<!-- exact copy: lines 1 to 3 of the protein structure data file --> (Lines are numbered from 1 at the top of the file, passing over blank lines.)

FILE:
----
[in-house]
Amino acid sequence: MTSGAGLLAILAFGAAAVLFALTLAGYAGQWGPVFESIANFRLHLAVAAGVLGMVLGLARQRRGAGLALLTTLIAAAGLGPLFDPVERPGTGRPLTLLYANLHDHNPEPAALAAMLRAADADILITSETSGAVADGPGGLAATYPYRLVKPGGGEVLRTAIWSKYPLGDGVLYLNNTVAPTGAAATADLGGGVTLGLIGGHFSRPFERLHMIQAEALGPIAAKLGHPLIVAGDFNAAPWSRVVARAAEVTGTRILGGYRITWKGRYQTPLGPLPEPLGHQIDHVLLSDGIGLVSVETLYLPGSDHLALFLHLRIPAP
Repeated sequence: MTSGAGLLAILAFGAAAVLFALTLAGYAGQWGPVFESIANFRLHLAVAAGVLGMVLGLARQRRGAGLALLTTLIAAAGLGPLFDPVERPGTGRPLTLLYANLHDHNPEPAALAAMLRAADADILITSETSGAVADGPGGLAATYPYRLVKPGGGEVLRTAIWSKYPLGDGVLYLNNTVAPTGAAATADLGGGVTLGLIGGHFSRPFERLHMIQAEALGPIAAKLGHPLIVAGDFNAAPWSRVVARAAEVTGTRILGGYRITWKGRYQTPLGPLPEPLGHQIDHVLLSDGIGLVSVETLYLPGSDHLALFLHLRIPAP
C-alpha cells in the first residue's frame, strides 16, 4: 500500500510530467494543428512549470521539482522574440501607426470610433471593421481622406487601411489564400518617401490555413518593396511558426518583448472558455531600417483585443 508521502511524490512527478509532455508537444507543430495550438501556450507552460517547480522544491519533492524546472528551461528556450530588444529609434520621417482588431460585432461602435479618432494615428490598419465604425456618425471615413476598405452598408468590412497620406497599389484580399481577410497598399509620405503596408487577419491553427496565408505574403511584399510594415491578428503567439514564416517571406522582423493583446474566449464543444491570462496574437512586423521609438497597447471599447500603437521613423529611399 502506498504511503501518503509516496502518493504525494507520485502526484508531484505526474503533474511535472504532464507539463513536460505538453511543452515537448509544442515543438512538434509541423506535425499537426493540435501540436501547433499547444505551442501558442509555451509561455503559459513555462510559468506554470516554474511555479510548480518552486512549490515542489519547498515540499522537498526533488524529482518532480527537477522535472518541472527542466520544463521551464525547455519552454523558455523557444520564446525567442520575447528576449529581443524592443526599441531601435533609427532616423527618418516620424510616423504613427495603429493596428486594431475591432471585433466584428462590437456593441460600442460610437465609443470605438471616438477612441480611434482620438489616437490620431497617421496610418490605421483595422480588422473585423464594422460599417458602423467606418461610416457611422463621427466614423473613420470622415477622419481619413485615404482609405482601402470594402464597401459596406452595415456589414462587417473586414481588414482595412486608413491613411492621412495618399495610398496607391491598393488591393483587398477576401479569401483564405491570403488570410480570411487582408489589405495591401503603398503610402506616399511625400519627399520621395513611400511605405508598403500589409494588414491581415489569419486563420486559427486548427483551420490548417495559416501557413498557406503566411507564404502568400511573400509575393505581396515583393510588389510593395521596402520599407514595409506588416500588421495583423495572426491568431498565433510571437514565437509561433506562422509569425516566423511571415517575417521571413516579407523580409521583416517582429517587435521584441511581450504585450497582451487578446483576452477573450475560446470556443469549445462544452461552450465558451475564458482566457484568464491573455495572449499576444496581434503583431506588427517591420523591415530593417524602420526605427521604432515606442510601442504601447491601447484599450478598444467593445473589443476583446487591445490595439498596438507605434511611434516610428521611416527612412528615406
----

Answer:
[in-house]
Amino acid sequence: MTSGAGLLAILAFGAAAVLFALTLAGYAGQWGPVFESIANFRLHLAVAAGVLGMVLGLARQRRGAGLALLTTLIAAAGLGPLFDPVERPGTGRPLTLLYANLHDHNPEPAALAAMLRAADADILITSETSGAVADGPGGLAATYPYRLVKPGGGEVLRTAIWSKYPLGDGVLYLNNTVAPTGAAATADLGGGVTLGLIGGHFSRPFERLHMIQAEALGPIAAKLGHPLIVAGDFNAAPWSRVVARAAEVTGTRILGGYRITWKGRYQTPLGPLPEPLGHQIDHVLLSDGIGLVSVETLYLPGSDHLALFLHLRIPAP
Repeated sequence: MTSGAGLLAILAFGAAAVLFALTLAGYAGQWGPVFESIANFRLHLAVAAGVLGMVLGLARQRRGAGLALLTTLIAAAGLGPLFDPVERPGTGRPLTLLYANLHDHNPEPAALAAMLRAADADILITSETSGAVADGPGGLAATYPYRLVKPGGGEVLRTAIWSKYPLGDGVLYLNNTVAPTGAAATADLGGGVTLGLIGGHFSRPFERLHMIQAEALGPIAAKLGHPLIVAGDFNAAPWSRVVARAAEVTGTRILGGYRITWKGRYQTPLGPLPEPLGHQIDHVLLSDGIGLVSVETLYLPGSDHLALFLHLRIPAP